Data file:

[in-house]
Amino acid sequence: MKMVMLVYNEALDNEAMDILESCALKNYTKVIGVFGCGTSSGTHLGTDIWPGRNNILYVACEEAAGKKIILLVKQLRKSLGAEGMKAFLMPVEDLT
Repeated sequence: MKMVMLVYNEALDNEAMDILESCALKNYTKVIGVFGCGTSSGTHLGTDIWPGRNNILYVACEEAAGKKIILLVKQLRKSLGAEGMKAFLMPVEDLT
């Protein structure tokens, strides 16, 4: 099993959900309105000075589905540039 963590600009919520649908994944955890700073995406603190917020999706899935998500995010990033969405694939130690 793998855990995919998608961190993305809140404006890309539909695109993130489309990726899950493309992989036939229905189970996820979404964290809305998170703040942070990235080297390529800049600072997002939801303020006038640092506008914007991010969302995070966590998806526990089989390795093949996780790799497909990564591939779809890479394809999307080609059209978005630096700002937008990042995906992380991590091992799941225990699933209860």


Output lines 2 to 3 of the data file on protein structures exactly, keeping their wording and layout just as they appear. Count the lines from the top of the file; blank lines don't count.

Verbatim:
Amino acid sequence: MKMVMLVYNEALDNEAMDILESCALKNYTKVIGVFGCGTSSGTHLGTDIWPGRNNILYVACEEAAGKKIILLVKQLRKSLGAEGMKAFLMPVEDLT
Repeated sequence: MKMVMLVYNEALDNEAMDILESCALKNYTKVIGVFGCGTSSGTHLGTDIWPGRNNILYVACEEAAGKKIILLVKQLRKSLGAEGMKAFLMPVEDLT